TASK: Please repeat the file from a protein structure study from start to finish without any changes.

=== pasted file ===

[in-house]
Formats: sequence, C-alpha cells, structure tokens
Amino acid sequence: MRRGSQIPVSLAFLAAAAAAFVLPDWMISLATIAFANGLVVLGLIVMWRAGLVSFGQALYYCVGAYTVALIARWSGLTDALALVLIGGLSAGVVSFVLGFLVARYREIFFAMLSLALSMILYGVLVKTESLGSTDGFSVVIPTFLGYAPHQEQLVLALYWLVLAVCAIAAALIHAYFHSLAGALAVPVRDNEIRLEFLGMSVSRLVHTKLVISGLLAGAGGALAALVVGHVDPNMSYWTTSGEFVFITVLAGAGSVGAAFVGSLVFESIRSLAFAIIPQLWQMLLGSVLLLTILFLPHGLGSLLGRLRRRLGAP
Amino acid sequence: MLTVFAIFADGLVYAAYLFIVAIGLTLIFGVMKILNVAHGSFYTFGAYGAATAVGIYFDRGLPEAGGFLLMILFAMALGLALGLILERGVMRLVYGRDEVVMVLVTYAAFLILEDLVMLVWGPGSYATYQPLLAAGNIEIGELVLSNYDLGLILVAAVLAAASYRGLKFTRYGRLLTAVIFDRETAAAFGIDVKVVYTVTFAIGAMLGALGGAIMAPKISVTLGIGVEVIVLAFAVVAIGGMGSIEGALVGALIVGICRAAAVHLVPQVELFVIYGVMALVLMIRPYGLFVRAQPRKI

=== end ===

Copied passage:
[in-house]
Formats: sequence, C-alpha cells, structure tokens
Amino acid sequence: MRRGSQIPVSLAFLAAAAAAFVLPDWMISLATIAFANGLVVLGLIVMWRAGLVSFGQALYYCVGAYTVALIARWSGLTDALALVLIGGLSAGVVSFVLGFLVARYREIFFAMLSLALSMILYGVLVKTESLGSTDGFSVVIPTFLGYAPHQEQLVLALYWLVLAVCAIAAALIHAYFHSLAGALAVPVRDNEIRLEFLGMSVSRLVHTKLVISGLLAGAGGALAALVVGHVDPNMSYWTTSGEFVFITVLAGAGSVGAAFVGSLVFESIRSLAFAIIPQLWQMLLGSVLLLTILFLPHGLGSLLGRLRRRLGAP
Amino acid sequence: MLTVFAIFADGLVYAAYLFIVAIGLTLIFGVMKILNVAHGSFYTFGAYGAATAVGIYFDRGLPEAGGFLLMILFAMALGLALGLILERGVMRLVYGRDEVVMVLVTYAAFLILEDLVMLVWGPGSYATYQPLLAAGNIEIGELVLSNYDLGLILVAAVLAAASYRGLKFTRYGRLLTAVIFDRETAAAFGIDVKVVYTVTFAIGAMLGALGGAIMAPKISVTLGIGVEVIVLAFAVVAIGGMGSIEGALVGALIVGICRAAAVHLVPQVELFVIYGVMALVLMIRPYGLFVRAQPRKI